We are going to be using a 4-pin button. The diagram below shows how it works. Notice that the legs are connected in pairs. -

  • When the button is pressed, the two leg pairs are connected.
  • When the button is not pressed, the two leg pairs are disconnected.

Keeping this behavior in mind, we can use the button to control the opening and closing of a circuit.


A Simple Button Circuit

Let’s now connect our button to our brain (Barnabas Noggin) so that it can turn a light on and off. The diagram of the circuit that we need to build is shown below.


Follow the diagram below to make sure that you build it correctly. Make sure that your LED is connected the right way (long leg connected to 5V, short leg connected to the button). If you need a refresher on LEDs, review Barnabas-Bot - Lesson 5

Once you are done, power up the Barnabas Noggin with the 9V battery and test your button circuit. Your LED should only turn on if you push the button down. If it’s not working correctly, double check your connections!


Bonus Activity: Going Further With Resistance

You may have noticed the two different types of resistor that we have are differentiated based on the colors of their bands. As it turns out we can tell the exact strength of a resistor based on the color of those bands.


Let’s walk through this chart together. In the Numeric Value column we see that each color is given a number value associated with it. These numbers are only applied to the first two colored bands on a resistor. Those two numbers are combined into one 2 digit number. For example our 4,700 Ohm resistor has the colors yellow and violet as it’s first two color bands, in that order. From this we know that resistor’s value must start with the number 47, which we know it does. The third band on the resistor is the multiplier. We take the number denoted by the color of that band (in this case 100-red) and multiply that number and the 2 digit number from earlier together (47x100), giving us 4,700 Ohms.

The fourth band on a resistor is what’s called it’s tolerance. Tolerance is the error that one can expect in the resistor. For example, a gold tolerance band on our 4,700 Ohm resistor tells us that it may not be exactly 4,700 Ohms, but we can expect it to be within 5% of that. So the resistor could be as small as 4,465 Ohms or as big as 4,935 Ohms. The last column in the table above is labelled Temperature Coefficient. We don’t need to worry about what that means, as it is only used in resistors with five bands or more.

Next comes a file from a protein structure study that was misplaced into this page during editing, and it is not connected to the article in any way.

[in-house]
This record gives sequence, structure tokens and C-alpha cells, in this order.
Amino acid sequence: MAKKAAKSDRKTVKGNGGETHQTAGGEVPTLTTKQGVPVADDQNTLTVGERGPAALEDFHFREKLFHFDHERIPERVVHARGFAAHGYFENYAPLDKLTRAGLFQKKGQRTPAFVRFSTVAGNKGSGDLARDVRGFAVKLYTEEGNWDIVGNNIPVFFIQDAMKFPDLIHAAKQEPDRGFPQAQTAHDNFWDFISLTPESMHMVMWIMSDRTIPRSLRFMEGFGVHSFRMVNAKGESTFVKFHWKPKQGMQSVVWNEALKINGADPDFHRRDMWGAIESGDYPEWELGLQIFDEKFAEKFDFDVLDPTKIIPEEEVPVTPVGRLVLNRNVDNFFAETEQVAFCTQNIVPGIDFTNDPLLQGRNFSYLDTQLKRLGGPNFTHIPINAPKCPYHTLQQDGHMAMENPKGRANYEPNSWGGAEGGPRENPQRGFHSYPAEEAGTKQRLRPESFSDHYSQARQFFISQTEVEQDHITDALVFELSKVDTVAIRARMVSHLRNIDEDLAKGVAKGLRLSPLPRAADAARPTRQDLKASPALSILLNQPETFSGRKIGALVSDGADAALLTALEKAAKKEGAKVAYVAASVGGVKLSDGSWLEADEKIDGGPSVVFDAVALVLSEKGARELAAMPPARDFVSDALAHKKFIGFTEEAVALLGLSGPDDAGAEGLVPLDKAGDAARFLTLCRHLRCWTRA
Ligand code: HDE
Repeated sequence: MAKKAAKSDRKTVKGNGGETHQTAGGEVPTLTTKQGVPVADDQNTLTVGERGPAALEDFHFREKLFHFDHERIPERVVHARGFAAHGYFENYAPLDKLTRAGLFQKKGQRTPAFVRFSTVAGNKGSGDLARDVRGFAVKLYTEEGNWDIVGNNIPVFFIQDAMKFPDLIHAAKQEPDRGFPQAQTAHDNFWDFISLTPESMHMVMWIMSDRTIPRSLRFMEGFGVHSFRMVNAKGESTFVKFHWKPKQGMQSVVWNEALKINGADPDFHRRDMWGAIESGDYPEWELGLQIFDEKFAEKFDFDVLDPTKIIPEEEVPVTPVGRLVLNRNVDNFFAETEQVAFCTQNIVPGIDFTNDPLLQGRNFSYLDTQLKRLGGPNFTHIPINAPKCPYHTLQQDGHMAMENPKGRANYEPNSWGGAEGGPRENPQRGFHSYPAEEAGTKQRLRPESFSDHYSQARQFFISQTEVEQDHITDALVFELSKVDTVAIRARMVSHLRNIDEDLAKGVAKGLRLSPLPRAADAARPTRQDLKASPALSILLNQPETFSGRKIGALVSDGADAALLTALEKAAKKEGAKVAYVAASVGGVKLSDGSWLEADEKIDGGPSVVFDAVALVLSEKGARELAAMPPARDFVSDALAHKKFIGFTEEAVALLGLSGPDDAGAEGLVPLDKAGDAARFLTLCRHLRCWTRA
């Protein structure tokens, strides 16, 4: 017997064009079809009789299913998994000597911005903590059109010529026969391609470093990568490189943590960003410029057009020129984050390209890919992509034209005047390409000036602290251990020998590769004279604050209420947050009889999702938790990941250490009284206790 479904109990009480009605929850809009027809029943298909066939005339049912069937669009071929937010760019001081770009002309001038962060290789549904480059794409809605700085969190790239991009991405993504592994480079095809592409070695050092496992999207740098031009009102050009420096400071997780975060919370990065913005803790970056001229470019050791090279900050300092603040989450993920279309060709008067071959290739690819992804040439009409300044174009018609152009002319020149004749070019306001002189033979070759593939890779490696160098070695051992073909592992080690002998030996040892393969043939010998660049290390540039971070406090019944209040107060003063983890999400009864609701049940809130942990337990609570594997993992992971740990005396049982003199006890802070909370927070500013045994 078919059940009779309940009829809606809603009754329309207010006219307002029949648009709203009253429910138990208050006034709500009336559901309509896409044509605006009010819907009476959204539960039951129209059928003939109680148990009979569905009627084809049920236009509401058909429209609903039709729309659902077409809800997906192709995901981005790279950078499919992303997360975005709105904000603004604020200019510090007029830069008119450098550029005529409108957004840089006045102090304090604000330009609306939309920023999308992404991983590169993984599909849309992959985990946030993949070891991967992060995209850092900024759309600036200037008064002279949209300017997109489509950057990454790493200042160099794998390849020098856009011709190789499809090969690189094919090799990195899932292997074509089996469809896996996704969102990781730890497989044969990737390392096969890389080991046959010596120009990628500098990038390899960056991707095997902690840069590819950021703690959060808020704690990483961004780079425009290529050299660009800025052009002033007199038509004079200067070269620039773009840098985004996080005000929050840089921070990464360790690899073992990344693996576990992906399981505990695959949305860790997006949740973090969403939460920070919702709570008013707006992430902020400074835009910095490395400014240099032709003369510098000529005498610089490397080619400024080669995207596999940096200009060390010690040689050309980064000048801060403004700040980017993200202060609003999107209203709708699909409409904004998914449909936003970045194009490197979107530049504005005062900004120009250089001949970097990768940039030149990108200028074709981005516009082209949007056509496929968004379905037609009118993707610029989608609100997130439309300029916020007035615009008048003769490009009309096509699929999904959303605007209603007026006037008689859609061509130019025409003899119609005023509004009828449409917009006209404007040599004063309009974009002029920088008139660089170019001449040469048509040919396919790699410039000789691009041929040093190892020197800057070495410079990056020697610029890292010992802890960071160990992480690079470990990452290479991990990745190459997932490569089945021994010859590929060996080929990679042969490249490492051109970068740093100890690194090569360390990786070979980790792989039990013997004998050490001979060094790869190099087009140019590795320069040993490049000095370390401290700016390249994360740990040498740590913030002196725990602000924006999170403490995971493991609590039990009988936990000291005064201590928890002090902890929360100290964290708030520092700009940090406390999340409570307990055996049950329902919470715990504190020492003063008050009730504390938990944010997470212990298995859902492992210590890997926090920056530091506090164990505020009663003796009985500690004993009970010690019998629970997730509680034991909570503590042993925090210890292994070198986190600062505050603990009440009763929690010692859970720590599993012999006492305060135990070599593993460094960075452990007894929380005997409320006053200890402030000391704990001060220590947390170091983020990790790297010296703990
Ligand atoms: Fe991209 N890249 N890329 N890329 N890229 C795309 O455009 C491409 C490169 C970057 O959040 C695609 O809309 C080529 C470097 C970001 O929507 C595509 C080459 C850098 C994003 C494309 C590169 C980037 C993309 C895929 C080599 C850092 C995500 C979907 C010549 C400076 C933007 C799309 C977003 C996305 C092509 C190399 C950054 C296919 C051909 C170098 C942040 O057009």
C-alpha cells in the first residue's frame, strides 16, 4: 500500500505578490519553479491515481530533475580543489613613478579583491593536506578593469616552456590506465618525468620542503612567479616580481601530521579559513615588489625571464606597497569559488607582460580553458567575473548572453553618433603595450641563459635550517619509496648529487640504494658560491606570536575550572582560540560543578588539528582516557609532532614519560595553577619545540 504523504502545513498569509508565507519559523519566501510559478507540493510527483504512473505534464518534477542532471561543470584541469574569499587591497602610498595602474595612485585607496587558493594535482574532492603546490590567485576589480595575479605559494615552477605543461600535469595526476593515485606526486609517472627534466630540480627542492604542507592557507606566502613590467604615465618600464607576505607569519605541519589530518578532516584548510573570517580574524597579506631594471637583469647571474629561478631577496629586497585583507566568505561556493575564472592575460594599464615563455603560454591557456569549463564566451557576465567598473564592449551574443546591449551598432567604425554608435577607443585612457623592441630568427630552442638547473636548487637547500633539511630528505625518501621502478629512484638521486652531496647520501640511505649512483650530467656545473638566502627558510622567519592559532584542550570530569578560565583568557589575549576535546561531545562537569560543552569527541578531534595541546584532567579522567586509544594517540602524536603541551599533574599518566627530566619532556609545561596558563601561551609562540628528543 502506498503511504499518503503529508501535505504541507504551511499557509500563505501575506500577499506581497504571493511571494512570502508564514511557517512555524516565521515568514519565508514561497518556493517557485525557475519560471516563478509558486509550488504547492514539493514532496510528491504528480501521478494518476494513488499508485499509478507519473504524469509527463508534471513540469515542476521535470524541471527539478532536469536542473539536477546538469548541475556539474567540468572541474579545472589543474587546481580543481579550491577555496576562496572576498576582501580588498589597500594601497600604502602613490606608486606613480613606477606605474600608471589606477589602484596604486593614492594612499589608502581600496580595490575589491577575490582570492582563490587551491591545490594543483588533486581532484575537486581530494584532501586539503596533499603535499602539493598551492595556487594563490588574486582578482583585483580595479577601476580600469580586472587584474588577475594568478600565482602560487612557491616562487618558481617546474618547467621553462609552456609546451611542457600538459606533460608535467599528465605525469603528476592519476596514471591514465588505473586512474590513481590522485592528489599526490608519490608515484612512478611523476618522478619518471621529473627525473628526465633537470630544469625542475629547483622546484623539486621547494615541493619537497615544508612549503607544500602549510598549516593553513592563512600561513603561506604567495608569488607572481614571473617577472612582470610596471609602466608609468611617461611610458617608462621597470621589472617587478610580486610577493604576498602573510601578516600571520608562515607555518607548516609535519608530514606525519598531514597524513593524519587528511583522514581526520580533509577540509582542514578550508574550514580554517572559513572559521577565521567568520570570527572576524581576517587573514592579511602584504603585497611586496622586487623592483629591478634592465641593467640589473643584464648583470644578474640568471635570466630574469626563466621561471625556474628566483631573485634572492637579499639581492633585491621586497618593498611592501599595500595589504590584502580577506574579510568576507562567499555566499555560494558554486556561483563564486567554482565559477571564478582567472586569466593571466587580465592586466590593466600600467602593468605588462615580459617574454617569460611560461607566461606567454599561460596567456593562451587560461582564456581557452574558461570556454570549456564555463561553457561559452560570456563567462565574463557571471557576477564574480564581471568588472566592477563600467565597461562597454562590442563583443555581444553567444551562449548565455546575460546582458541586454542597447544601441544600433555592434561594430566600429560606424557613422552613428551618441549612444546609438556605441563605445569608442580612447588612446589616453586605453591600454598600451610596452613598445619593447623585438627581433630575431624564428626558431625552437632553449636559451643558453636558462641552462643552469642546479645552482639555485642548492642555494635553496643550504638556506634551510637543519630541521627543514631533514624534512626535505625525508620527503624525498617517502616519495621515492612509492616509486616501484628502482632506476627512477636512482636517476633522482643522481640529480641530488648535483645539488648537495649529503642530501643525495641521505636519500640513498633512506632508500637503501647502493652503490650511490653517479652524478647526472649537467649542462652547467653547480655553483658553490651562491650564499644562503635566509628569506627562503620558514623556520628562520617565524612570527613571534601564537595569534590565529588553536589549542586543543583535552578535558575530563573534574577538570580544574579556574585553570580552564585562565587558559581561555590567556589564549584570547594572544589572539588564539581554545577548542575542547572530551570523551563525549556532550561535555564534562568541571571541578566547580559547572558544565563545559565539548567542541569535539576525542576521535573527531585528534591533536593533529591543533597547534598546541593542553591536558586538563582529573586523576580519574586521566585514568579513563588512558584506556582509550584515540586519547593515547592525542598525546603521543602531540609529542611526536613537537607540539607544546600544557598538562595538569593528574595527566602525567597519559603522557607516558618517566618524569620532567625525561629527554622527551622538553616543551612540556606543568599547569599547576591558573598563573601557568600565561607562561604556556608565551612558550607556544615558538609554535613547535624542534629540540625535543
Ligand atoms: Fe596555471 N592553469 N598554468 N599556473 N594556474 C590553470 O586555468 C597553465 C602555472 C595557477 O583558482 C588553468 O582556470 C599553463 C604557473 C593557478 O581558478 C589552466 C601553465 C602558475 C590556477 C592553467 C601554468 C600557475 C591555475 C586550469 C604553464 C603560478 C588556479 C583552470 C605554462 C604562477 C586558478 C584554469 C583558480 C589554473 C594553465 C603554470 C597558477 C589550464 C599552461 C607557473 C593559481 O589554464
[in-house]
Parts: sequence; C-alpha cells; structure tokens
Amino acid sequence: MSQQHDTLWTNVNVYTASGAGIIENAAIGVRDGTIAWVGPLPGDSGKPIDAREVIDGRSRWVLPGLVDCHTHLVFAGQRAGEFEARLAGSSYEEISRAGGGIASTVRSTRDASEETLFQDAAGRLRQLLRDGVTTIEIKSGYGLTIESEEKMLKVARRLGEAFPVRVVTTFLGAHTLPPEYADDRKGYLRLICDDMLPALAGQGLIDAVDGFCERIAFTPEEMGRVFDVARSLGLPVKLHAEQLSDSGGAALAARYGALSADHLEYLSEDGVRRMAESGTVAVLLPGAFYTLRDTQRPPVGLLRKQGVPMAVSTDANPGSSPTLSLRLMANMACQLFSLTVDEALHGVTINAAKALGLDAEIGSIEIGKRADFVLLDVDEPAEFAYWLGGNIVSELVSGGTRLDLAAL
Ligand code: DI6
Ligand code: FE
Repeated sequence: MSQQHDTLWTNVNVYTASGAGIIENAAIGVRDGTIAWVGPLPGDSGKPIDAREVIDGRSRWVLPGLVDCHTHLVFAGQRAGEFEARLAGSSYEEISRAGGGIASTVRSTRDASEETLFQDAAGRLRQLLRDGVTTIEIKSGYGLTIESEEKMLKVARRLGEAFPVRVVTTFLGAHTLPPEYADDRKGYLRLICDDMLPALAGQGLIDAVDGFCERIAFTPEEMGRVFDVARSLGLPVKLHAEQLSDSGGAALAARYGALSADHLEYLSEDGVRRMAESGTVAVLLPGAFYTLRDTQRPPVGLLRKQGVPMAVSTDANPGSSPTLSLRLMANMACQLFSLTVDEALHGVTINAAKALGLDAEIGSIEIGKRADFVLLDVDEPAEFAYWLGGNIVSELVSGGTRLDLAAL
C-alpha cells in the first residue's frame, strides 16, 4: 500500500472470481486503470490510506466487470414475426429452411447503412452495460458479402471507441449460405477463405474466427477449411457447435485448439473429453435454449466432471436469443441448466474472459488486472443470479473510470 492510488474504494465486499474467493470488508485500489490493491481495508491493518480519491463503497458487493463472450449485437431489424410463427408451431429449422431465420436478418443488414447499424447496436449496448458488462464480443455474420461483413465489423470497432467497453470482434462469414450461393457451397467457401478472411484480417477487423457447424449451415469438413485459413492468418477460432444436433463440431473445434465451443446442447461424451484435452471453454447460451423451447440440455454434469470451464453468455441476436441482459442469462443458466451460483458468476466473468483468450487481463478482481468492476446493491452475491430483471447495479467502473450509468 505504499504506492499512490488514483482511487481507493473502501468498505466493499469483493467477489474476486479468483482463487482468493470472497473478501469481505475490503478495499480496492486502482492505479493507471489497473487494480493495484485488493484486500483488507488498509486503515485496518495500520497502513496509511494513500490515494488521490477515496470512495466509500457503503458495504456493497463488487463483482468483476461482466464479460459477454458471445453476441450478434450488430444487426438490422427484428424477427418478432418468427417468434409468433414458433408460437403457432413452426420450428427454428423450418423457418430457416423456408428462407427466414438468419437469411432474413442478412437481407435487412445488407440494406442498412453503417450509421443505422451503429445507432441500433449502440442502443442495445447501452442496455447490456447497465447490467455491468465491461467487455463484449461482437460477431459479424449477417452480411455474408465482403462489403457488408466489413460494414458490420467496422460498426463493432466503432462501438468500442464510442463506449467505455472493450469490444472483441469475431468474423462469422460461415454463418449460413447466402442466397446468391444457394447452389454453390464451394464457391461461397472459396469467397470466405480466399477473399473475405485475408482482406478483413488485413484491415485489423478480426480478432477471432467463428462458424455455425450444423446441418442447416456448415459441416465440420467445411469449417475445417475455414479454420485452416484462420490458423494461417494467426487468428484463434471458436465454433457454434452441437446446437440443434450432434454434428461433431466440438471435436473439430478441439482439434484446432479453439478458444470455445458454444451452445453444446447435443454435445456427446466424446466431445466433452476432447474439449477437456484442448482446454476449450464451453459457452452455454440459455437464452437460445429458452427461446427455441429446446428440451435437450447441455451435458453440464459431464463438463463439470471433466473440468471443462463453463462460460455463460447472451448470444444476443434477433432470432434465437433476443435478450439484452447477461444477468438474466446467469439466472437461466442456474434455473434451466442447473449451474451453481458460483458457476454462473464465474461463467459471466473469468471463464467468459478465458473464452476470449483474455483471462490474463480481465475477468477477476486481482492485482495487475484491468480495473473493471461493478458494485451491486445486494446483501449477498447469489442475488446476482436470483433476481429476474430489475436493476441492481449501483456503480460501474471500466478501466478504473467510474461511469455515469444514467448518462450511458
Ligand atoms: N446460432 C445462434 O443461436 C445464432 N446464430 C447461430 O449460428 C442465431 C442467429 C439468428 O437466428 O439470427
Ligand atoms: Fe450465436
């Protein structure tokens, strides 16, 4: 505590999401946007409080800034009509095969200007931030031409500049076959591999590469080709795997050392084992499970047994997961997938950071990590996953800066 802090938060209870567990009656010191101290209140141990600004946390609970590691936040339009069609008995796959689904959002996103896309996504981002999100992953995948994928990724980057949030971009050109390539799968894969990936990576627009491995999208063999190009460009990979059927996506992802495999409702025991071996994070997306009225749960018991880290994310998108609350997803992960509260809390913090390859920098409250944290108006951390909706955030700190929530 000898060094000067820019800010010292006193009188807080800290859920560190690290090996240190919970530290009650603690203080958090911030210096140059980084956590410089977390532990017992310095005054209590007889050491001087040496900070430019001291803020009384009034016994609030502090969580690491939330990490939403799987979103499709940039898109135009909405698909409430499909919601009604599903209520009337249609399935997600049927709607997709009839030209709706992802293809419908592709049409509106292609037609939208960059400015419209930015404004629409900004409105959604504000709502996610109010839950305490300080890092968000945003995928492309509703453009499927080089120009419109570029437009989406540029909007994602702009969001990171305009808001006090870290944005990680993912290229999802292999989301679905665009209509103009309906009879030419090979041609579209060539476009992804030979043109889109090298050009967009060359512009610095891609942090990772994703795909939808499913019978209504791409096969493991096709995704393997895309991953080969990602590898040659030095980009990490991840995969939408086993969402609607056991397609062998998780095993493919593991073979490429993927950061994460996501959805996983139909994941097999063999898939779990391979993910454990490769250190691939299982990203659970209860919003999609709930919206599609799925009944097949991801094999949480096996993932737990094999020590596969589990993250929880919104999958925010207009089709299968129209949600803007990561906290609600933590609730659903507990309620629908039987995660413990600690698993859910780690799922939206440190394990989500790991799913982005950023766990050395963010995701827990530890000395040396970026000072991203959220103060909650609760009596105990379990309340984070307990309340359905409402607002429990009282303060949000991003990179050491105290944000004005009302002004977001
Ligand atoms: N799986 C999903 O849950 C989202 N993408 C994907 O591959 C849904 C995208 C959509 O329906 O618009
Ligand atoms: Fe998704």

Have the students come up with the color code for a resistor that has a strength of your choosing. If you would like, you can put the students in groups and give each group a different resistor value to work on.

Bonus Activity: Going Even Further With Resistance

With knowledge of Ohm’s law, we can calculate the current going through the circuit when either resistor is used. Ohm’s law (V=IR) can be rewritten as I=V/R \(\frac{\Delta{V}}{R}\). Both the voltage and the resistance are known to us so we can calculate current in both cases.

  • I=5/470 -> I=0.01 Amps (Amperes are the unit used to measure current)
  • I=5/4700 -> I=0.001 Amps
Not all resistors are 'Ohmic' resistors, as in ones that follow Ohm's laws. An Ohmic resistor always has the same resistance, where as a non Ohmic resistor has a fluctuating resistance based on some parameter. For example if you were to measure the resistance of a light bulb while it is off, you would measure a fairly low resistance. But if you turned the lightbulb on, the resistance would skyrocket due to how much hotter the lightbulb became. If non Ohmic resistors are used in simple circuits such as this one, some interesting effects can be created.
Do not dismantle the circuits at the end of this lesson. We will be building on these circuits for the rest of the project and it would be convenient if we did not have to start from scratch! Just make sure to unplug your battery before putting the circuits away.


  • Explain the role of resistors in circuits.

Additional Resources